Last Updated on 09/06/2016 by Chris Gampat
Photographer Marcello Perino, an avid street photographer out of Rome Italy, stresses the importance of simply being in the right place at the right time to capture an emotion – a feeling. “I concentrate on the ‘decisive moment’ which often, in my pictures, corresponds to a look, an expression or a gesture that strikes me in some way.” Mr. Perino says, “By and large, I could say that I prefer the emotions that a photo is able to convey rather than a technically perfect picture without pathos.”
Mr. Pernio can’t say for sure what drew him to photography, but he’s been doing it since he was a teenager. He speculates that perhaps it was his love for travel or maybe his desire to immortalize important memories that created the passion. While photography became a way to save all the details of his travels, the connection goes much deeper than a simple hobby.
Unlike many forms of photography where the a lot of the content is staged, posed, or at least heavily influenced by the photographer, street photography is known for being a matter of chance or luck as much as what the photographers lens choice or exposure settings are. Things like lighting and composition are mostly secondary to being in the right place at the right time.
One could say, however, that the art of being in the right place at the right time is the defining skill of a street photographer – knowing where to be and what to look for. Some may call it luck, but in reality a big piece to the puzzle is knowledge. This doesn’t refer to looking up a bunch of trendy tourist locations to go camp out ahead of a street session, it is more about just spending time on the street itself, seeing how people act and react, move around objects and interact with the city around them. The more that you do this as a photographer, the more that you pick up on things to clue you into a good street image.
“I prefer exploring new places that I visit without doing a lot of research beforehand.” Mr. Perino says of his street ritual, though he goes on to note that he does do some basic research online ahead of time to get a general feel for where he will be and places to look for. “[If] I see something interesting, I try to get there on my own. Otherwise I ask around for information.”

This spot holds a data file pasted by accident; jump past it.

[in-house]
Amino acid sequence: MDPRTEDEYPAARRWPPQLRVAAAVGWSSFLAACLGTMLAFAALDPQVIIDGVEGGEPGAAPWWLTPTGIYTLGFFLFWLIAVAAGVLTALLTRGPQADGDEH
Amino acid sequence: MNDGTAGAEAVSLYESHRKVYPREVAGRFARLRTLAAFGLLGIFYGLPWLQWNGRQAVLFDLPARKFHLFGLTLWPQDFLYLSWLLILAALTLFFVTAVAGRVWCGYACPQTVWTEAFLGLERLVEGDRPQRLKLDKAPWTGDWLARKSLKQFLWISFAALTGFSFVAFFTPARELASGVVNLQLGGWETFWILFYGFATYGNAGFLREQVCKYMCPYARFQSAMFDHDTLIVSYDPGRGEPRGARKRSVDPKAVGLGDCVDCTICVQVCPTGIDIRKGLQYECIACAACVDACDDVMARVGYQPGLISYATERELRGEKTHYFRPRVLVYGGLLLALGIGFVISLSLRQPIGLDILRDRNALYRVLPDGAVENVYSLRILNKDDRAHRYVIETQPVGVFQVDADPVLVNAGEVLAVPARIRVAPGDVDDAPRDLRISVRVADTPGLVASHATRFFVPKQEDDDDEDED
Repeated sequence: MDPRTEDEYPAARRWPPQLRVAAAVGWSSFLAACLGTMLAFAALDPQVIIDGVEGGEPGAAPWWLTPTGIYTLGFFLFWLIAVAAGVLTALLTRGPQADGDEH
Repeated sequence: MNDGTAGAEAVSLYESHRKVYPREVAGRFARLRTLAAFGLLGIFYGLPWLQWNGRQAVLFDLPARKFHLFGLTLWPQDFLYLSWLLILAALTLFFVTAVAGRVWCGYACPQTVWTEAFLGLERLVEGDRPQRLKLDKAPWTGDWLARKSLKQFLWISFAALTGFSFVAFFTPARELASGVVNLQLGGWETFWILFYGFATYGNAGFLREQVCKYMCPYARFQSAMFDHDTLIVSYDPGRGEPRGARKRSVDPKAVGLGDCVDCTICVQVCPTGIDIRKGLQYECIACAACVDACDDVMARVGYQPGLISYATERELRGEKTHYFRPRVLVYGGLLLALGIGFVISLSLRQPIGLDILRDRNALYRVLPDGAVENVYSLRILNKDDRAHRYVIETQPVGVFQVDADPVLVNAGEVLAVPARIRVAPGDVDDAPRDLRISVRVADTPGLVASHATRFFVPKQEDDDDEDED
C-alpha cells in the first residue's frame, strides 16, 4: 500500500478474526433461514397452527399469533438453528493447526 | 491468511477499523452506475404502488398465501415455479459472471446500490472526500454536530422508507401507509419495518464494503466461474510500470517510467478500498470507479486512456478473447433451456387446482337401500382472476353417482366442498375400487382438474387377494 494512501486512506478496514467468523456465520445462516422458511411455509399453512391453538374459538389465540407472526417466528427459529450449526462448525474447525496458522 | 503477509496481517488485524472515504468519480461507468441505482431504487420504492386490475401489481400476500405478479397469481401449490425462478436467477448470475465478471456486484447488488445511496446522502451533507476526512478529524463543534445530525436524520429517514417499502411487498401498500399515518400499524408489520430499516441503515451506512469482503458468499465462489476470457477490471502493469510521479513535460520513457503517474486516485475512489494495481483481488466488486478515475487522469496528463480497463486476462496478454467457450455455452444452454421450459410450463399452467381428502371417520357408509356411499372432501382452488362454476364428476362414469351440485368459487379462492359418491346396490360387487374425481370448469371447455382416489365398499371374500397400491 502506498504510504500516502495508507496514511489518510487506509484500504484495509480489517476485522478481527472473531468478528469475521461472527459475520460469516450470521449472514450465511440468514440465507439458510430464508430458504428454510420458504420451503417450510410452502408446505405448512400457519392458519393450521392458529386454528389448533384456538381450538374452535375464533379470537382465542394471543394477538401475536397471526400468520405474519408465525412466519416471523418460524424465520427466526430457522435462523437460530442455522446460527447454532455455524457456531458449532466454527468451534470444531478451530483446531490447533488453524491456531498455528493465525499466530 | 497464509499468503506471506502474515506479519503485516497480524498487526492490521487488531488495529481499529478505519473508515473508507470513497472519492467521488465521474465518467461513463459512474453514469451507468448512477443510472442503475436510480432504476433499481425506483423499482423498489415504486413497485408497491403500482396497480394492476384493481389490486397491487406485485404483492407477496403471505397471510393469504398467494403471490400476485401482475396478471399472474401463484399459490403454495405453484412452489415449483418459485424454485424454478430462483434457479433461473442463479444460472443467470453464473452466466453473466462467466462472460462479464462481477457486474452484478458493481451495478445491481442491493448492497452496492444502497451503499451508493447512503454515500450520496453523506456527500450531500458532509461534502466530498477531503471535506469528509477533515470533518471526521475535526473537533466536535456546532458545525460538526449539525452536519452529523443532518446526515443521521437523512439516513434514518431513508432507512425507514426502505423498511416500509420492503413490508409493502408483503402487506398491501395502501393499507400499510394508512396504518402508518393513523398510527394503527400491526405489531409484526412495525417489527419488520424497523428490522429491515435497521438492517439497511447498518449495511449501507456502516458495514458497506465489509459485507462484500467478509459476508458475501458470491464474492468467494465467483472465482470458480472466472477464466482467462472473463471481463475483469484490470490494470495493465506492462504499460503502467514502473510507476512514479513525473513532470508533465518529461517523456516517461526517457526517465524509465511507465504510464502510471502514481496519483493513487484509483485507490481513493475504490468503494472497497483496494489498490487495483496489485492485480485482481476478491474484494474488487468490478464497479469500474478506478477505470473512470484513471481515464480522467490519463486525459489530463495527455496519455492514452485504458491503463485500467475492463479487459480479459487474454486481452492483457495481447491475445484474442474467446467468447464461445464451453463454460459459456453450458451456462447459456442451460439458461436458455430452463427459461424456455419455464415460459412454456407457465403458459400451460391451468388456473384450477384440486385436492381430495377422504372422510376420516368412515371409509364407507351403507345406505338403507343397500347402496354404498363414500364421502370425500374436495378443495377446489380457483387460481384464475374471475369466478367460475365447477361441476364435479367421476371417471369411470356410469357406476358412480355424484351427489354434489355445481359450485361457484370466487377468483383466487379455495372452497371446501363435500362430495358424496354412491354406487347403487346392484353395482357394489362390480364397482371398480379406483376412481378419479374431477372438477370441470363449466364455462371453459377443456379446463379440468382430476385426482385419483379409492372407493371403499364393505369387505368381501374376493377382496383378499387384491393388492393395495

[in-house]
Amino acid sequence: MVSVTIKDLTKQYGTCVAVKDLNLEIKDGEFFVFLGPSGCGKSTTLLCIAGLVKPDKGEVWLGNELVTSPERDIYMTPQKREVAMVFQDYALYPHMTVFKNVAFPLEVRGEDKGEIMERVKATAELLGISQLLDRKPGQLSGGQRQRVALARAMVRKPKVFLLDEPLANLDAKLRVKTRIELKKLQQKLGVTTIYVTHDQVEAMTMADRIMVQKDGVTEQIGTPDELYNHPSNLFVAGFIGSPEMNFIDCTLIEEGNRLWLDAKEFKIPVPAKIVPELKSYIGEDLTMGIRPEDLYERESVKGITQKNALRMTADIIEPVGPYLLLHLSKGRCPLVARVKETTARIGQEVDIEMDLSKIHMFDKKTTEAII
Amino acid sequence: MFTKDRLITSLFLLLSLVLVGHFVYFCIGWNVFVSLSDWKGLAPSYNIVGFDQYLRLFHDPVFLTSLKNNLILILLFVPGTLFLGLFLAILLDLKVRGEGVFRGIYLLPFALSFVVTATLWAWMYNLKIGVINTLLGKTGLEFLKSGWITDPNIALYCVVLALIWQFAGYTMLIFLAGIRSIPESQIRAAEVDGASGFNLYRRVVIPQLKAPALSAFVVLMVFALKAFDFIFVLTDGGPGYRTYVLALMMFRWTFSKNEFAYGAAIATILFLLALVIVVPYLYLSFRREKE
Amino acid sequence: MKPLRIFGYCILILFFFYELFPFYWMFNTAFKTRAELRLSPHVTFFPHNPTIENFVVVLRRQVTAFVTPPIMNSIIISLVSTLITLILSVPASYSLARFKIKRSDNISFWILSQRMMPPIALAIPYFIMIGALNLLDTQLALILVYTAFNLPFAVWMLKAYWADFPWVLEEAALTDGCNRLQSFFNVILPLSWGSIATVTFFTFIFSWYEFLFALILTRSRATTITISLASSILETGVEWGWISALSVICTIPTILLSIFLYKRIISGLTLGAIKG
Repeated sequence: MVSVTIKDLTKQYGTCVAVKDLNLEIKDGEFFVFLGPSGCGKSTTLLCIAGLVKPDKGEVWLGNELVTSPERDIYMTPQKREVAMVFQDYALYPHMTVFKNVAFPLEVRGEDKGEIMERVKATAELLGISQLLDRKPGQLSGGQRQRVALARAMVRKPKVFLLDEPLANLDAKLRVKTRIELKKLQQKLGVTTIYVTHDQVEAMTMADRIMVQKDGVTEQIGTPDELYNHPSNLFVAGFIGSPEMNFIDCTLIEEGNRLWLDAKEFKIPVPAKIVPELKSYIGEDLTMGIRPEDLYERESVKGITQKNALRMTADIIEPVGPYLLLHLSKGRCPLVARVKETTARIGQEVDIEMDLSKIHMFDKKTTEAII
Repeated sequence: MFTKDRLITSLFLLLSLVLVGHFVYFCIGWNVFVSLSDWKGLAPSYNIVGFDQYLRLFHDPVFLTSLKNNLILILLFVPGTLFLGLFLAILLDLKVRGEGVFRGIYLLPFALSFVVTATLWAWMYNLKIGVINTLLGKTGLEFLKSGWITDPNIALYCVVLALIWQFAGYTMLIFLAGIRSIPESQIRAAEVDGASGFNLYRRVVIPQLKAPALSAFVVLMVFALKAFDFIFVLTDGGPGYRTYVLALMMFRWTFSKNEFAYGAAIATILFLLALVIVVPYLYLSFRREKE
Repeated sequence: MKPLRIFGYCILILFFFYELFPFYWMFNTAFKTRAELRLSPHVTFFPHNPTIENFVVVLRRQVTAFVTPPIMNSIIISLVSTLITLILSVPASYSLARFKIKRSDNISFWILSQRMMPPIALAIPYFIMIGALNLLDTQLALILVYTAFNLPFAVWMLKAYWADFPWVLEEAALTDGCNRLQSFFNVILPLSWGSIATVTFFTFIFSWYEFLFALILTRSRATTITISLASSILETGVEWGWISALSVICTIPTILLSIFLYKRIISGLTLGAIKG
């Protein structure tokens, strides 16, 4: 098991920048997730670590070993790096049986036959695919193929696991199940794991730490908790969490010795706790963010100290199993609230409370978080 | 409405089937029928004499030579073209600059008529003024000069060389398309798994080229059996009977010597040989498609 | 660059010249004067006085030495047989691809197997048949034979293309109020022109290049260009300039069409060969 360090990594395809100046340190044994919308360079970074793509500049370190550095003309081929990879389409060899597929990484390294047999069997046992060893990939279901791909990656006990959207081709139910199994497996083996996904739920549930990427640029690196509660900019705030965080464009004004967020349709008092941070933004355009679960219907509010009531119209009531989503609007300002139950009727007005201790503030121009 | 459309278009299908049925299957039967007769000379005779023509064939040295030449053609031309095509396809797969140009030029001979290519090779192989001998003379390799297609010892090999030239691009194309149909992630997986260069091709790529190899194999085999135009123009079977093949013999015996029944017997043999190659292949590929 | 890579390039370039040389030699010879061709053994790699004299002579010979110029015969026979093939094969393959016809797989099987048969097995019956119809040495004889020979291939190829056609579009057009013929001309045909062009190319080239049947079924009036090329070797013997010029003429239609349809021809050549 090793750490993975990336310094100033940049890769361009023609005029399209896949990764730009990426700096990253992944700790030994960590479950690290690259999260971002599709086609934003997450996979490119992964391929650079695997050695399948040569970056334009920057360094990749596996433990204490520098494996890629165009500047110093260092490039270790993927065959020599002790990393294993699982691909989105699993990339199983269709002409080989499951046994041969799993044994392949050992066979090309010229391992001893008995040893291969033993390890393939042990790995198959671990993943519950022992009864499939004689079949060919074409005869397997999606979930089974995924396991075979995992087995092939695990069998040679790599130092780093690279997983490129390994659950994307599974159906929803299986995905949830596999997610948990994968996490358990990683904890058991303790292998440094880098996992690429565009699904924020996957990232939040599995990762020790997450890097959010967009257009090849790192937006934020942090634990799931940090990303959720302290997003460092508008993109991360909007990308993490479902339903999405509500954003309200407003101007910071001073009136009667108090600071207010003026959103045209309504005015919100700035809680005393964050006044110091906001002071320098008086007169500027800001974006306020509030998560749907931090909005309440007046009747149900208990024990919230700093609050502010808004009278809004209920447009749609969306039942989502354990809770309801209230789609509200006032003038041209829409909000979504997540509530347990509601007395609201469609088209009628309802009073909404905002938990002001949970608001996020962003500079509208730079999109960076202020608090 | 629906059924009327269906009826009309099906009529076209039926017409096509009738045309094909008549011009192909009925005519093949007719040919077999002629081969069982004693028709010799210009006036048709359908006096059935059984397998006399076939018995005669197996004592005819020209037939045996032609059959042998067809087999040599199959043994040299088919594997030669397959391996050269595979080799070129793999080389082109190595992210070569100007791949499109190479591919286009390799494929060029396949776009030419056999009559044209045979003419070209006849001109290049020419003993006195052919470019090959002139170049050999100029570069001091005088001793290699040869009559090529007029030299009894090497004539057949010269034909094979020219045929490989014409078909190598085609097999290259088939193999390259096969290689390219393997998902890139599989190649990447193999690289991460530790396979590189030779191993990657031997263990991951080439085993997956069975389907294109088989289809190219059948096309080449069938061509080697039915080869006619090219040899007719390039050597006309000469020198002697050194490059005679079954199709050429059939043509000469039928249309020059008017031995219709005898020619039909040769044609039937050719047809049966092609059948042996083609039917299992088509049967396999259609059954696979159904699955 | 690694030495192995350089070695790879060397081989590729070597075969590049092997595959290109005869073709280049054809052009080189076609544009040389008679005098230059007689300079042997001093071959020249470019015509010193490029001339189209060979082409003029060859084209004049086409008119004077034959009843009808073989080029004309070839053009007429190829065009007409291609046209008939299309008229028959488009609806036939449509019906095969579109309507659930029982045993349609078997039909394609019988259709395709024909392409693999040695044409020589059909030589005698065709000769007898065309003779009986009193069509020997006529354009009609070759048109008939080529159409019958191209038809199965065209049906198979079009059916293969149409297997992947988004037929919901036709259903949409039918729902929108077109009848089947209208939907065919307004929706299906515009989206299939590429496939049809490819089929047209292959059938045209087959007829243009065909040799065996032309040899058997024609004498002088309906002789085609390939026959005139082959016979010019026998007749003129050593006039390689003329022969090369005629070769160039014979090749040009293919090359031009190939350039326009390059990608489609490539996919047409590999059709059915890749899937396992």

More than locations and composition though, Mr. Perino makes a concerted effort to capture emotions and personality in his imagery, and this means constantly being on the lookout for interesting characters and personalities, being able to spot them and get a shot before the moment passes or lingering too long and drifting into creeper territory. “Usually, I focus on the personalities of the faces, on their expressions, and then, as I said earlier, if I’m able to get all this into an interesting context, well, then I can say that I have brought home a picture that I wanted to take,” he says.
Mr. Perino doesn’t interact with the subjects he shoots, preferring instead to take the shot and move on. He stated however that, “One day I’d like to meet them and talk to them because sooner or later those photographs that portray them will become a photo documentary that will recount those pieces of life of a puzzle in continual evolution.”
Marcello Perino’s passion for street photography has been a lifelong affair, he tells us that as a teenager he cultivated a strong passion for photography, specifically street photography, and that over the years his methods may have evolved but that the passion and drive remained the same. “I’ve been taking pictures for a long time, so surely something has changed in the approach to the shot, but one thing has always remained the same: the desire to take pictures of the street, its dynamics and its people,” he notes.
These days you won’t find Mr. Perino running around Rome with an SLR or DSLR either. He, like many street photographers, has moved into the Fujifilm system – his camera of choice being the X100T with the 28mm wide-angle conversion lens. “I’ve used Fuji X100T with the 28mm (conversion lens) for a while now, and I have to say that it’s very rewarding.” he says of his gear choice, “it’s a really cool camera, small enough and not intrusive.”
Mr. Perino notes Alex Webb’s famous assertion that 99% of street photography is about failure while discussing how deceivingly easy it appears to the masses. “Street photography is seemingly easy; you can walk around streets and take pictures of whatever you see in front of you.” he states “But, actually, it’s really hard to find scenes that instill a sense of beauty.” Specifically, he notes that he’s very selective about which images he chooses to post on his website, insisting that published photos should convey a message.
Marcello Perino has spent much of his life indulging in the passion of street photography. He has seen what the rest of the world sees on a daily basis through the eyes of his camera and turned it into provocative art. It takes the eye of a true artist to see this mundane world and find within it the people and places that make each moment a unique experience that will never happen again. He notices these moments that others might miss and captures them.